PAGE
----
The court has, with this ruling, made it much harder for the RIAA to go after copyright infringers. They can't just get a clerk to sign a subpoena, send it to an ISP and get a subscriber's name, so they can go after the person. Because of this ruling, they'll have to take a different route, as I understand it, filing a "John Doe" case first, asking the court to tell them who the person is, which it may or may not agree to do. The RIAA will have to persuade the judge of two things: that they have a meritorious case and that they need to out the person instead of suing them as John Doe. If they succeed there on both prongs, then they can get the person's name and sue the alleged infringer by name.

It's far more expensive than a simple DMCA subpoena. Alternatively, they can try to pass a new law that gives them the powers they seek. According to Senator and songwriter Orrin Hatch, the father of our Mr. Hatch, Brent Hatch, one of the lawyers for SCO in the SCO v. IBM case, there will be a push now in Congress to write a law that does what the RIAA wants. Still, it's more uphill for the RIAA now, and they are going to have to spend more time and money to take this to the next level. They can't just serve a clerk-issued subpoena on an ISP, get the names of infringers, threaten to sue and work out a deal with the terrified mothers of 12-year-old girls any more. There will be judicial oversight of the process. It's a major setback to the RIAA in its battle against file traders.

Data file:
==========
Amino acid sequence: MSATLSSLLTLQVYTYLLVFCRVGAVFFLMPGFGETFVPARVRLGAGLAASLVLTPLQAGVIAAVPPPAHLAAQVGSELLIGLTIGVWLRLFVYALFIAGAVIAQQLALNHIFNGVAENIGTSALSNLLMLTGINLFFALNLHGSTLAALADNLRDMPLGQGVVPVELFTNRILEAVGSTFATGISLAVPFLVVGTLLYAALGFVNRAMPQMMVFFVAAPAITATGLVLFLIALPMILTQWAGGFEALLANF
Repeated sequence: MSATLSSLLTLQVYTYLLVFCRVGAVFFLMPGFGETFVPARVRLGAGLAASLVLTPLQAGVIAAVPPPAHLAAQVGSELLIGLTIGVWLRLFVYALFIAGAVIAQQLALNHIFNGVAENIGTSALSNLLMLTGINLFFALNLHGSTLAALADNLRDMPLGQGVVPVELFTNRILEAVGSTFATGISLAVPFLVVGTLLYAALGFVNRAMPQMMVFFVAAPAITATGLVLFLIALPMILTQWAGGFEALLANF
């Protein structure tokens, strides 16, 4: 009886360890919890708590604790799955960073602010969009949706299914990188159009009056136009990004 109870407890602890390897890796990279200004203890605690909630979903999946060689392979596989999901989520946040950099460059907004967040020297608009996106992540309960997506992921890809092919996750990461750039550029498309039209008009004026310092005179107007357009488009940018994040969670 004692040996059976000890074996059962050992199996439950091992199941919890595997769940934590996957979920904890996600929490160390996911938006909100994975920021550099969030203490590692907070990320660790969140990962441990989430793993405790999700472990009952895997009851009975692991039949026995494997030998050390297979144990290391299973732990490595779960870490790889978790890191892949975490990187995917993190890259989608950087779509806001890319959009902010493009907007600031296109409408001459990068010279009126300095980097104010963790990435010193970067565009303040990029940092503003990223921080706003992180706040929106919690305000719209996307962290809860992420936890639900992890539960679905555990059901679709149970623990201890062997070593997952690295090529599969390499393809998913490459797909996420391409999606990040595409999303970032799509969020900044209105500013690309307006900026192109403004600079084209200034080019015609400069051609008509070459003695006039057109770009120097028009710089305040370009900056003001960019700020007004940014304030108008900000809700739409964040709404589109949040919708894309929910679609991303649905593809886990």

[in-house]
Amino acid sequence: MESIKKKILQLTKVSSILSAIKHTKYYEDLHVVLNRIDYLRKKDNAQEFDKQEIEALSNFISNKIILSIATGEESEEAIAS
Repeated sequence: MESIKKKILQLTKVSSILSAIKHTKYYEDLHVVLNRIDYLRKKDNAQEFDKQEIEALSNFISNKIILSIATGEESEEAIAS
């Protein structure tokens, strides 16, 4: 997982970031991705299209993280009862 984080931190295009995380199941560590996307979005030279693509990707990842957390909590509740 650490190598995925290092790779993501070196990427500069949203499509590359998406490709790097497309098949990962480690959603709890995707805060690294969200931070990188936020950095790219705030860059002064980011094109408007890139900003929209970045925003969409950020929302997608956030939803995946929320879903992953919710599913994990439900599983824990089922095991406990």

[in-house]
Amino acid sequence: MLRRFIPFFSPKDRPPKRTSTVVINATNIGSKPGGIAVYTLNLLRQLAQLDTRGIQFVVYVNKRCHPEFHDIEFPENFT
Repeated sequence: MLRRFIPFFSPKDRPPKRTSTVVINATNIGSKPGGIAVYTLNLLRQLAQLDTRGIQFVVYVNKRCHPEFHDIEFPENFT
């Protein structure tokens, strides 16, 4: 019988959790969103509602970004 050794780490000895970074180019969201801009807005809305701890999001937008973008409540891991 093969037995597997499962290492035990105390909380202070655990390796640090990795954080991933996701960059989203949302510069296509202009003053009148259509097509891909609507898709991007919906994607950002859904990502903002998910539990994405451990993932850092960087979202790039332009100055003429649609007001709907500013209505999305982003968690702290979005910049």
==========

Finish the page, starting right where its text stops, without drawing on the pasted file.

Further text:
Those are the facts of the case and its implications, but the details are more interesting, to me, anyway, than the conflict between the RIAA and file sharers. Just as a programmer can find it very interesting to work on a challenging project for a boring company that makes the same widget all day long and nothing more stirring than that or even enjoy coding for a company he doesn't much like, so in the legal field the arguments are more interesting to those in the field than what the case happens to be about. Sometimes there is a dovetail of both. Making new law is what litigators live for. And Verizon just got a judge to fine-tune our understanding of the subpoena provisions of the DMCA's Section 512. Copyright law's landscape just experienced a bit of an earthquake. 1